Information Theoretically Aided Reinforcement Learning for Embodied Agents

05/31/2016 ∙ by Guido Montufar, et al. ∙ Max Planck Society 0

Reinforcement learning for embodied agents is a challenging problem. The accumulated reward to be optimized is often a very rugged function, and gradient methods are impaired by many local optimizers. We demonstrate, in an experimental setting, that incorporating an intrinsic reward can smoothen the optimization landscape while preserving the global optimizers of interest. We show that policy gradient optimization for locomotion in a complex morphology is significantly improved when supplementing the extrinsic reward by an intrinsic reward defined in terms of the mutual information of time consecutive sensor readings.



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1 Introduction

Reinforcement learning is a powerful framework for learning to act when one does not have explicit examples of good action sequences, or one has an idea of what a good behavior could look like, but it is difficult to infer actions that could generate that behavior. In reinforcement learning one still requires a reward signal. In some cases it is clear how to choose an appropriate reward signal. For a gambler in a casino this may be the number of chips earned or lost in one round. In some other cases it may be less clear how to choose the reward signal, and naive choices may not be useful. For instance, if the reward is too sparse, it may take too long for the agent to discover good actions. More importantly, a perfectly good looking definition of the reward, maximizing which surely produces the desired behavior, may involve a hopelessly complicated optimization landscape.

One possible resort lies in the idea that it may be easier to solve a difficult problem if we first, or concurrently, learn to solve a different problem. Curriculum learning (Bengio et al., 2009)

and transfer learning 

(Pan and Yang, 2010) can be regarded as examples of this general strategy. Intrinsic motivation has been proposed as a task independent reward, which may serve to initialize or aid optimizing policies for a particular task (for an overview see Baldassarre and Mirolli, 2013). In Section 3 we give a brief overview on approaches that have been considered.

In this paper we study the predictive information of sensor readings as an intrinsic reward signal supplementing an extrinsic task objective in reinforcement learning of embodied agents. As hinted above, our motivation for using a combined reward is that, for complex morphologies, the extrinsic reward is often a very intricate function of the policy, with many local optimizers. The idea is that combining the two objectives may help overcome the local optimizers. A high predictive information requires that all degrees of freedom are active and move in a coordinated manner. Therefore, we expect that many coordinated embodied behaviors are accompanied by high values of the predictive information. Certainly this also implies that many maximizers of the predictive information may not perform well at a particular task. By using geometric mixtures we obtain a combined objective function that retains only the concurrent optimizers of both functions. In this paper the predictive information is used as a multiplicative supplement in gradient based reinforcement learning of a complex embodied morphology. To the best of our knowledge this is the first paper that pursues this. Our experiments show that incorporating a suitable amount of predictive information in the objective function allows for significant improvements of the learning performance. Furthermore, the implementation is very simple, generally applicable, and scalable.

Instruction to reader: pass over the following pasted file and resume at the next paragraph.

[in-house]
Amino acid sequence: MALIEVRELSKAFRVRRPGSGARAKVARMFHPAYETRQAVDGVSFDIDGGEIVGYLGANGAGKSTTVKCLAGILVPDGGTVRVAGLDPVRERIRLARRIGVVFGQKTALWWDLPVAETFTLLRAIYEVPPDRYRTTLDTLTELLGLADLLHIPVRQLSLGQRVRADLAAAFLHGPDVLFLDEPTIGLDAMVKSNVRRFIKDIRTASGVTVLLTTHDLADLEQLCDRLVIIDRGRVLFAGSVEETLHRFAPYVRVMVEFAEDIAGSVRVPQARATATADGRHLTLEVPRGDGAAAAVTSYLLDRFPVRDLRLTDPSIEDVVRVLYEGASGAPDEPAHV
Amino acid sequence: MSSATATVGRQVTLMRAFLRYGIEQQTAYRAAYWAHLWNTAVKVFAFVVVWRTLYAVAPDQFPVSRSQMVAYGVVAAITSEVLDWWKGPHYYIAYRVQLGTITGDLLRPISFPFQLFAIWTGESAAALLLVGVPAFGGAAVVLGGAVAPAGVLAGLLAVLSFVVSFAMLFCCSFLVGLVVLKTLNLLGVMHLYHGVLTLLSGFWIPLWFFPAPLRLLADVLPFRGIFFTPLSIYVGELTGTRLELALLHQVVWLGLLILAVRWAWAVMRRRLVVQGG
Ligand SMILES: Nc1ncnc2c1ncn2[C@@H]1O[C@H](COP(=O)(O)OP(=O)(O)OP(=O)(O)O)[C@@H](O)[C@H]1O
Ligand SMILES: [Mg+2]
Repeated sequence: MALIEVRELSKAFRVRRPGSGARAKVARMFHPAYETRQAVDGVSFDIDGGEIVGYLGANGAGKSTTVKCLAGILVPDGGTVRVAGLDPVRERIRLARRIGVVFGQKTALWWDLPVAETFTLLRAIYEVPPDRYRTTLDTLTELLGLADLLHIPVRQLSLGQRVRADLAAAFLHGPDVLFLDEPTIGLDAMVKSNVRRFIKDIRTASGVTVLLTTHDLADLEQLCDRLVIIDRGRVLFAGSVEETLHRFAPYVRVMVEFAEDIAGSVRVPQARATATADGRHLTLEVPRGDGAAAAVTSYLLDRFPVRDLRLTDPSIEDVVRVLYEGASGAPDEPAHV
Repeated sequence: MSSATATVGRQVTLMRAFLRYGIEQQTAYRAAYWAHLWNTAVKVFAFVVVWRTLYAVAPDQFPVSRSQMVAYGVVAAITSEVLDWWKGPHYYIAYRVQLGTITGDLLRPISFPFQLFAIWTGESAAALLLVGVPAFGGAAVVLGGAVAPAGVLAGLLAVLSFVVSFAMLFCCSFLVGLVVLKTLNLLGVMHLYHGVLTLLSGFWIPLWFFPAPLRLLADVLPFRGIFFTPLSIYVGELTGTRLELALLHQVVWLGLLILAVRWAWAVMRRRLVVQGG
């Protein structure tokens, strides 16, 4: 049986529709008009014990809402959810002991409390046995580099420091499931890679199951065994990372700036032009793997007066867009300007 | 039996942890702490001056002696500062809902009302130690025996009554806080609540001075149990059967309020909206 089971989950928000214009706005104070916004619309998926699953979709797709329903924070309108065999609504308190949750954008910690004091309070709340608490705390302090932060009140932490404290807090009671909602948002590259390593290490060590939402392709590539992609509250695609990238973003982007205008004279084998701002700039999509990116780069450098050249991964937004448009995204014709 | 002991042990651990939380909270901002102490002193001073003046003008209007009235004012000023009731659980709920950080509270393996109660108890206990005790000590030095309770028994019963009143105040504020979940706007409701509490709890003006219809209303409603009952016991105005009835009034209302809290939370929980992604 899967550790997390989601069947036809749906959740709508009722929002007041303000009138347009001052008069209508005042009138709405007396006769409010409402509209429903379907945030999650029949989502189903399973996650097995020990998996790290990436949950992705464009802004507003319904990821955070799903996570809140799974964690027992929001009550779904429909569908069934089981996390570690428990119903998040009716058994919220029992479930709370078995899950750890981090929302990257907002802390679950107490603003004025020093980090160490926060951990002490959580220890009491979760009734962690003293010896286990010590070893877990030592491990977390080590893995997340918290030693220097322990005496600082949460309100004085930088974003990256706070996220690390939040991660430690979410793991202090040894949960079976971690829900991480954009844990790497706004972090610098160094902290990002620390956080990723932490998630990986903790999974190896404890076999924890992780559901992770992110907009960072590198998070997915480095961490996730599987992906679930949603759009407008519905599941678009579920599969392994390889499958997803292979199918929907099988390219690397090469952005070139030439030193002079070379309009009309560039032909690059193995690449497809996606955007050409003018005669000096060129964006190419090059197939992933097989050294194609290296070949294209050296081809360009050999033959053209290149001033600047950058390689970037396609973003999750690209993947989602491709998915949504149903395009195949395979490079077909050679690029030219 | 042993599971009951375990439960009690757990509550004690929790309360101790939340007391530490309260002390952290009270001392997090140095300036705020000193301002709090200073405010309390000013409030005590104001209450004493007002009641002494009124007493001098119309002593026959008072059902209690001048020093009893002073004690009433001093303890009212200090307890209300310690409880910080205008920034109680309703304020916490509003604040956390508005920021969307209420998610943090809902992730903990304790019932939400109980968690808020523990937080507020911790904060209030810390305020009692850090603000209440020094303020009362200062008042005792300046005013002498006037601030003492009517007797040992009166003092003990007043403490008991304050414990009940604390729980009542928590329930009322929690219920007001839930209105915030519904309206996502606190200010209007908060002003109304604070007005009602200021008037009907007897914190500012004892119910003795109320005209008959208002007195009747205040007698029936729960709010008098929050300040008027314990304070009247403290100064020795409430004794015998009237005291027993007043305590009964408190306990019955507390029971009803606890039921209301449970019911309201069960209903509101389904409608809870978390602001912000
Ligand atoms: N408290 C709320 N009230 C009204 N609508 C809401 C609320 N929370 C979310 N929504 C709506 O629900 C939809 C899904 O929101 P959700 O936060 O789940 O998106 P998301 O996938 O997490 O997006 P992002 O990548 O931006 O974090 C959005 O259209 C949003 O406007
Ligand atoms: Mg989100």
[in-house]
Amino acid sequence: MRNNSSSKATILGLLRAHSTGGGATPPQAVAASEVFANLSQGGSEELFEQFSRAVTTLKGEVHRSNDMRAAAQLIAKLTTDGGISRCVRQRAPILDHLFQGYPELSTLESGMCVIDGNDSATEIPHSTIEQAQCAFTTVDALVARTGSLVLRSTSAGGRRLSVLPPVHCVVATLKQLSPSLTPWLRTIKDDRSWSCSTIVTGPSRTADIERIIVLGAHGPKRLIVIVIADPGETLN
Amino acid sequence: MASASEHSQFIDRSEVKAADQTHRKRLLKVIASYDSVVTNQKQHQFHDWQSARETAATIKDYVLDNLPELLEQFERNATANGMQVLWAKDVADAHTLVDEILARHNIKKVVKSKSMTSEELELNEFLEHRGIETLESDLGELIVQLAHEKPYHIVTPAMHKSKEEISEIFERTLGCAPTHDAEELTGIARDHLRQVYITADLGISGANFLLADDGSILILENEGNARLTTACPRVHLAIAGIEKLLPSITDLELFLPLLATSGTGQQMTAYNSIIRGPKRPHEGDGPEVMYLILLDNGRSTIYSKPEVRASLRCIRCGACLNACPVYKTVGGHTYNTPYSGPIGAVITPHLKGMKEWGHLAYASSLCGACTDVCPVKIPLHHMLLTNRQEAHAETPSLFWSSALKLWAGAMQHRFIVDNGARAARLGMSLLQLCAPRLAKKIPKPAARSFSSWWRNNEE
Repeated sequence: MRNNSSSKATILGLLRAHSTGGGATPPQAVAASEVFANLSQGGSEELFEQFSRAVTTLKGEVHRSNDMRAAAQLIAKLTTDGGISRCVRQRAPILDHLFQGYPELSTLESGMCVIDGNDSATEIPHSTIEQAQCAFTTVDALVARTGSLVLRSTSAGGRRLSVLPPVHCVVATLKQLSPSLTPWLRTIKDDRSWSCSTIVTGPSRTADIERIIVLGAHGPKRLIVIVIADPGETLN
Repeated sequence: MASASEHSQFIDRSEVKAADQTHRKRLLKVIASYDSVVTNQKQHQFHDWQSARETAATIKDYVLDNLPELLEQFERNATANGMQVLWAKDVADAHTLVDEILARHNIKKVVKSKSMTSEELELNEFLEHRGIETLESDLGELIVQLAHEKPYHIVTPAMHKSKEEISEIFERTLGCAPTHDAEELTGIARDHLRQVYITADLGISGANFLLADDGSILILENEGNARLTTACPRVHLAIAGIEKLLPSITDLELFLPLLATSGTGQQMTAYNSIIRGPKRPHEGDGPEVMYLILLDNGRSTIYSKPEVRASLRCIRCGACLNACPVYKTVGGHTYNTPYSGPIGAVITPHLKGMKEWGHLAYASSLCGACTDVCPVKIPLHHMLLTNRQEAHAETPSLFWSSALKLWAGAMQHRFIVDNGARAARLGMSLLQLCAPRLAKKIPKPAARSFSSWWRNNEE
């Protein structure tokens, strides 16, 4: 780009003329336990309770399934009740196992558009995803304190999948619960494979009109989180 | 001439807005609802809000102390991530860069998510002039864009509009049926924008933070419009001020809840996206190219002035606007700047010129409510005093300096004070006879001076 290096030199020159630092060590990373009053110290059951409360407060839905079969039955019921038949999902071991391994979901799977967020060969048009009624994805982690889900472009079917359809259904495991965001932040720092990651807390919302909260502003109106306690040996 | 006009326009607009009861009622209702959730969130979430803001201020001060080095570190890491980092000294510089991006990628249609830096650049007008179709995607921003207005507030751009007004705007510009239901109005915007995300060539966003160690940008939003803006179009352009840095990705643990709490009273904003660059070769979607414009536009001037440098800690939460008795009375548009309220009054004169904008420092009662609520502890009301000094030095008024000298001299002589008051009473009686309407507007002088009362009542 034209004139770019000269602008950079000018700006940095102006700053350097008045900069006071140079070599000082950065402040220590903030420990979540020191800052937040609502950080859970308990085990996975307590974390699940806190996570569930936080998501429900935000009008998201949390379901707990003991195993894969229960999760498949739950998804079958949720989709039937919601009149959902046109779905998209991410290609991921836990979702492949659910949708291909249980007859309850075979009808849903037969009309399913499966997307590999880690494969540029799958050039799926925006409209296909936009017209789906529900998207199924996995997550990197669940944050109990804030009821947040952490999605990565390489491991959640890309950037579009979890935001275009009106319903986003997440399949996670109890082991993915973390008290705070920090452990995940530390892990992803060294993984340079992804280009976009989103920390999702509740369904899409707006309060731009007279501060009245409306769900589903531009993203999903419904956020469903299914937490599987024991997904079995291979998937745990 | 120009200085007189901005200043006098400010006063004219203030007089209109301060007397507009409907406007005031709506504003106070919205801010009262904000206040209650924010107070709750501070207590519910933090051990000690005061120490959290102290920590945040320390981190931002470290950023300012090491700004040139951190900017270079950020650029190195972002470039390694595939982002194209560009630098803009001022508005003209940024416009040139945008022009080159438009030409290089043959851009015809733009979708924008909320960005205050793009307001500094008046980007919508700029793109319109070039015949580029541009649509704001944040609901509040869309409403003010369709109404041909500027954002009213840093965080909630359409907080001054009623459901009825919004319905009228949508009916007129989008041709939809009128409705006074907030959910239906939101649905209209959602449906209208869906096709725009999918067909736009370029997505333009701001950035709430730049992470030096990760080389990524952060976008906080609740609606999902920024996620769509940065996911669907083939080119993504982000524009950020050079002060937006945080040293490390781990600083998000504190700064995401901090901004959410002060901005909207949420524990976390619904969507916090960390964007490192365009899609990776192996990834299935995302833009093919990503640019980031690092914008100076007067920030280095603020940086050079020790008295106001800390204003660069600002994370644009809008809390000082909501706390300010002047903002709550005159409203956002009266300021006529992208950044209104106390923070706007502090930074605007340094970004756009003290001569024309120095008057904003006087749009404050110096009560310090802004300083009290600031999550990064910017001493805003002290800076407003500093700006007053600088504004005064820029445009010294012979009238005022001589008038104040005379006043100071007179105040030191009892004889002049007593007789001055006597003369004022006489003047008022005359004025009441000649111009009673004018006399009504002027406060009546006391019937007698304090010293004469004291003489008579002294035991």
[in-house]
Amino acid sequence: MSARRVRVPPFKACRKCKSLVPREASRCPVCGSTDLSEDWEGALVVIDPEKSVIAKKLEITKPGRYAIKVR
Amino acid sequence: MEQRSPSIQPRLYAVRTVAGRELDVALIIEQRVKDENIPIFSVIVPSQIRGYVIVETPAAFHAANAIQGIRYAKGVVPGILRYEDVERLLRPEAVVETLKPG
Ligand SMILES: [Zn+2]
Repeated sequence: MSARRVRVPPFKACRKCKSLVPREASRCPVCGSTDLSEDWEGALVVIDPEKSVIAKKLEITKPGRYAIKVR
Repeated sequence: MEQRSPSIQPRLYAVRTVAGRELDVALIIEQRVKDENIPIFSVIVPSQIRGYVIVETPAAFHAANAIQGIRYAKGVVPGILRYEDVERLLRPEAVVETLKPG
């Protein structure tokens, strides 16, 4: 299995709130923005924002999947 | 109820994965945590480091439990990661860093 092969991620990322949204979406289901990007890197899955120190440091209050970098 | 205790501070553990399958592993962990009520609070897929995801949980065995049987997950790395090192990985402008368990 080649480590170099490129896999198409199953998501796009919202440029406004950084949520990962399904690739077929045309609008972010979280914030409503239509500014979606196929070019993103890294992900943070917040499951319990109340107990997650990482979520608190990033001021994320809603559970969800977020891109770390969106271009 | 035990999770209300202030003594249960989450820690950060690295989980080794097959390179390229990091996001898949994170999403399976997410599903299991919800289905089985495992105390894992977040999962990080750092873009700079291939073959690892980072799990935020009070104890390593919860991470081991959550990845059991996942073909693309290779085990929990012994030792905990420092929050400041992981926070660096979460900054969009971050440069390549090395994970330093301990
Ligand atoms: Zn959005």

In Section 2 we discuss the predictive information of time consecutive sensor readings and the combination of intrinsic and extrinsic rewards. In Section 3 we comment on related work regarding intrinsic motivation and predictive information. In Section 4 we present our experiments on a complex embodied system, and in Section 5 our conclusions.

2 Predictive information as an intrinsic reward

In reinforcement learning (Sutton and Barto, 1998) one considers a system with world states and an agent that makes observations from a set and chooses actions from a set . One usually considers discrete time Markovian systems where the state at time

is distributed according to a fixed but unknown conditional probability distribution